The petitioner does not argue that the DHSMV did not receive an order from the trial court recommending that it conduct a reexamination. Neither does she dispute that the DHSMV sent her a letter informing her that she must take the reexamination tests or lose her driver’s license. She also does not dispute that she failed to appear to take the tests. Instead, her argument is that the DHSMV somehow did not sufficiently accommodate her alleged disability so that she could take the tests. The petitioner is apparently arguing that the Order of License Suspension is invalid because the reexamination tests are somehow not in compliance with the Americans with Disabilities Act (“ADA”).

The DHSMV has responded to this allegation and filed a copy of a letter that it sent the petitioner on April 18, 2003. In that letter the DHSMV informed the petitioner’s then attorney that: “[a]s with any applicant, the department will make every effort to provide reasonable accommodation during the test procedures, provided they do not compromise the integrity of the test.” The letter further provided that: “Should she (petitioner) require special accommodation in taking the requested examination, please contact Mr. Charles Gowan at (407) 623-1155 of Mr. Kenneth Ward at (813) 871-7378.” Again, in a letter dated April 28, 2003, the department sent the petitioner’s then attorney a letter that stated: “As for your client’s special needs, our agency will make every effort to provide a reasonable accommodation during the test procedures, provided they do not compromise the integrity of the test.”

There is no evidence that the petitioner ever asked for any reasonable specific accommodation that was denied her by the department. It appears that the petitioner simply refused to appear before the department to take any of the tests. It cannot be said, therefore, that the DHSMV did not sufficiently accommodate her. It was the petitioner who failed to do her part. She could not know if the tests violated the ADA, or if the accommodations that she claims were required were inadequate if she did not even show up at the DHSMV. What the petitioner is attempting to do is require the DHSMV to prove its tests were ADA compliant before she would submit to reexamination.

A mere allegation that the tests violated the ADA is not enough to serve as a defense to her failure to appear for reexamination. (In fact, the petitioner has not cited any case that would make a violation of the ADA a defense to a driver’s license dispute).

The petitioner has not established a valid defense or legitimate reason why she failed to comply with the requirement that she take a reexamination test. The suspension of her driver’s license, therefore, was warranted.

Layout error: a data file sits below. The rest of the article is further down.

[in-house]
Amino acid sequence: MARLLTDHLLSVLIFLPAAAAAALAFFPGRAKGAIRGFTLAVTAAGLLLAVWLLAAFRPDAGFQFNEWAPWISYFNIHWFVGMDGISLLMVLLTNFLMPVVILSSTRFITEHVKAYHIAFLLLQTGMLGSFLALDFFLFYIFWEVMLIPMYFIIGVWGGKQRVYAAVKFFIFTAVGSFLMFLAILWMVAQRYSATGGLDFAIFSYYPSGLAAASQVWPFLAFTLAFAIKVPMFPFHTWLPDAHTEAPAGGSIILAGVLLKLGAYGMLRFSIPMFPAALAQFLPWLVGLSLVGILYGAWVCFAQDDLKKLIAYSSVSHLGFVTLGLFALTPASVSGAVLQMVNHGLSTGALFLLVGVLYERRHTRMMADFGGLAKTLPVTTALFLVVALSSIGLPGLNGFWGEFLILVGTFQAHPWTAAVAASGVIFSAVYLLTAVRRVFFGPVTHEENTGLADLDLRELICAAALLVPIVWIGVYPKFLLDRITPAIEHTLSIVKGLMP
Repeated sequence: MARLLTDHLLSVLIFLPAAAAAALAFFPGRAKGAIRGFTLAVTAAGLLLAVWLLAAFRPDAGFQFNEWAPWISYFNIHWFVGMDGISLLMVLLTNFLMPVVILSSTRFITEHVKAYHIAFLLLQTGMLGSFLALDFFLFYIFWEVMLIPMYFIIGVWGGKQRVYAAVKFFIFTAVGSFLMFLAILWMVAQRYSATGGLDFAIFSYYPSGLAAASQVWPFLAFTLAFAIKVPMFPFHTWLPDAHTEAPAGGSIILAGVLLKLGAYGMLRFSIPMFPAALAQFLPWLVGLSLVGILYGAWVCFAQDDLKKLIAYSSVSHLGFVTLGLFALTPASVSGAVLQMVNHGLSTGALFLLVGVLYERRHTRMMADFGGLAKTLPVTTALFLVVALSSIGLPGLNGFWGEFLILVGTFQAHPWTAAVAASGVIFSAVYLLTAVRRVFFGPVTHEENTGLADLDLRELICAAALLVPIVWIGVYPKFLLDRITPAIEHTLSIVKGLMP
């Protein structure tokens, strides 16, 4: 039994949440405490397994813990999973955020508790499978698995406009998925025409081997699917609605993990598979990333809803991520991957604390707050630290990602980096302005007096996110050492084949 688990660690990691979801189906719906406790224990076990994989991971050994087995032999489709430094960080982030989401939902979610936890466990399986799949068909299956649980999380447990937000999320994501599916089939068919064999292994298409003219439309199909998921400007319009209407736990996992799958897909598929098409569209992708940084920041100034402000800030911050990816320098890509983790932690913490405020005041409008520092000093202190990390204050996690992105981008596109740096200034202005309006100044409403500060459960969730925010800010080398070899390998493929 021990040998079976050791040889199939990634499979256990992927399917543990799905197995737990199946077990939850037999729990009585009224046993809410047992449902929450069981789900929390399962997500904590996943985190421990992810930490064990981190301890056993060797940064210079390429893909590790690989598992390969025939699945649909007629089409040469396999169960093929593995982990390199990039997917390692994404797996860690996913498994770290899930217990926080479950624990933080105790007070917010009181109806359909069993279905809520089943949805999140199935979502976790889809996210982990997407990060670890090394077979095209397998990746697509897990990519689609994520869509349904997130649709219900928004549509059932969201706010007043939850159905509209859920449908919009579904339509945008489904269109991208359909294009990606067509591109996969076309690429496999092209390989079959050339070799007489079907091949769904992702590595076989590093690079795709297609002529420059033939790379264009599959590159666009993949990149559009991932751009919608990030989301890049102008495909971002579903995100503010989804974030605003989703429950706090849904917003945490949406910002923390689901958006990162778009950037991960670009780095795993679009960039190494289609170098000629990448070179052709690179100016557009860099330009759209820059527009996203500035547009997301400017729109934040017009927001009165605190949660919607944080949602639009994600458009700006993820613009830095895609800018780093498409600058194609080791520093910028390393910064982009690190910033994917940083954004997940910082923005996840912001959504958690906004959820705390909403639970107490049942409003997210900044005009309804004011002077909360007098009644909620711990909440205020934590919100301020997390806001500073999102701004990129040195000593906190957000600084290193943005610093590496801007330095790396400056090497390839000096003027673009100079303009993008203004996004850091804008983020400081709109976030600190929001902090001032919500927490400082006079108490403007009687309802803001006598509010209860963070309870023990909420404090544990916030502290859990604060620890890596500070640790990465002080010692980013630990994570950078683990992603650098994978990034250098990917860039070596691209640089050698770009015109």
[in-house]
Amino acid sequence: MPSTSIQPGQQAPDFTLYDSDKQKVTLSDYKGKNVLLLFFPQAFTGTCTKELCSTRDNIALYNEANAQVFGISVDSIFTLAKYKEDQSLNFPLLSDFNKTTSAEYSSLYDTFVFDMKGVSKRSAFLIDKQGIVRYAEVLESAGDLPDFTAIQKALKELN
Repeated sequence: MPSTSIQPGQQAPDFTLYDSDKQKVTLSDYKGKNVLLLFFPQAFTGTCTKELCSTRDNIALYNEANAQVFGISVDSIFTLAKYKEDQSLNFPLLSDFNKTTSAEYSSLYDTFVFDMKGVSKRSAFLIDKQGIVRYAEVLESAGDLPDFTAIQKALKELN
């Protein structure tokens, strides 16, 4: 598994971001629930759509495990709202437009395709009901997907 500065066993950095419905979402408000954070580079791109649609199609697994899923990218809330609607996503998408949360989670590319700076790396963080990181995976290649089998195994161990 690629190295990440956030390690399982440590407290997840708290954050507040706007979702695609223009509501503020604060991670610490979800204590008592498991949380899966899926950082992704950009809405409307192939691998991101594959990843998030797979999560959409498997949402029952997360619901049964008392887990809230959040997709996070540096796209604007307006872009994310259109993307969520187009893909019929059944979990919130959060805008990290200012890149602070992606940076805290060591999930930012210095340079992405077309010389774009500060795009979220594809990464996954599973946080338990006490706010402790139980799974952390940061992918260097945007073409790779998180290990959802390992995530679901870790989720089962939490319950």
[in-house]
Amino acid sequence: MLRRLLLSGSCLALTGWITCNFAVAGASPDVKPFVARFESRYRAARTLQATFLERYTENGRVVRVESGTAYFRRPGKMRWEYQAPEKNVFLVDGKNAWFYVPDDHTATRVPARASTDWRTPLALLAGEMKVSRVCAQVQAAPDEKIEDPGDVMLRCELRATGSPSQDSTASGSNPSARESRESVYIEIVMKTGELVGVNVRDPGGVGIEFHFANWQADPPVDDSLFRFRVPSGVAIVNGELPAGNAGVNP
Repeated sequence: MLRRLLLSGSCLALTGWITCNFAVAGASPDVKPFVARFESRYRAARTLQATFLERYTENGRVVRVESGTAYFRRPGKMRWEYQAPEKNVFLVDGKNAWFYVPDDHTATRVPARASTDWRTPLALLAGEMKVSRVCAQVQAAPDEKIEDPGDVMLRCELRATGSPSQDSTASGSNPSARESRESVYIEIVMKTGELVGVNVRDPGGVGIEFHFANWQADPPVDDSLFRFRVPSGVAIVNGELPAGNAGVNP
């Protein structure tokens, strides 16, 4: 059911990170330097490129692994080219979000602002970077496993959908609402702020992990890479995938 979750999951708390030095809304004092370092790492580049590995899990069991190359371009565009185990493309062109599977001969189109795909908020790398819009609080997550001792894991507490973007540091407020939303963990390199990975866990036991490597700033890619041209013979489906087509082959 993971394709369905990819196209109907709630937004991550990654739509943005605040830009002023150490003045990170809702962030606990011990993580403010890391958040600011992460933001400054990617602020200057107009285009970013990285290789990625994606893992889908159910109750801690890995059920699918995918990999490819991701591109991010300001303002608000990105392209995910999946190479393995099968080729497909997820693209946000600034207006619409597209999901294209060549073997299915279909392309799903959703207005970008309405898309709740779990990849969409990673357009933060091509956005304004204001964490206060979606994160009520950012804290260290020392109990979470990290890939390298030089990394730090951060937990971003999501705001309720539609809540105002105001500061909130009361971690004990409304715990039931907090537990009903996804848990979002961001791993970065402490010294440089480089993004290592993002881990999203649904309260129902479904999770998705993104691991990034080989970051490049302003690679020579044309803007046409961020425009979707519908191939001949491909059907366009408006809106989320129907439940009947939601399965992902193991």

In summary, the record establishes that the DHSMV properly entered its order of suspension because of the petitioner’s failure to take the tests as ordered. It is important to remember that driving in the State of Florida is a privilege, not a right. See Lite v. State, 617 So.2d 1058 (Fla. 1993); State, Department of Highway Safety and Motor Vehicles, 680 So.2d 1093 (Fla. 3d DCA 1996).

            As for the petitioner’s request for declaratory and injunctive relief, the pleadings do not establish that Article V of the Florida Constitution and all of the State of Florida’s traffic statutes and rules are unconstitutional or otherwise void because of allegations that they do not comply with the ADA. If the petitioner believes that she is covered by the ADA, and has been denied the protections of the ADA or that a specific State constitutional provision, statute, or rule does not comply with the ADA, and that the violation has affected her, then she may challenge that. The type of broad, vague, conclusory, and rambling claims and arguments made in the amended petition, however, is not sufficient to entitle the petitioner to relief.

            IT IS THEREFORE ORDERED that the amended petition for certiorari and request for declaratory and injunctive relief is denied.

            DONE AND ORDERED in Chambers at Clearwater, Pinellas County, Florida

 

this _____ day of August, 2004.          

                                                                                                                                                                                             ________________________                                                                                             Robert J. Morris, Jr.

                                                                                                Circuit Judge

 

cc:   Mary Katherine Day-Petrano

 

        Kathy Jimenez, Esq.

 

        George Waas, Esq.

 

 



1 The Court notes that the petitioner submitted her own transcript of the proceedings. It was not, however, compiled by an official court reporter. The Court has obtained a transcript prepared by an official court reporter. That transcript, not the one filed by the petitioner, shall serve as the official transcript. There are discrepancies.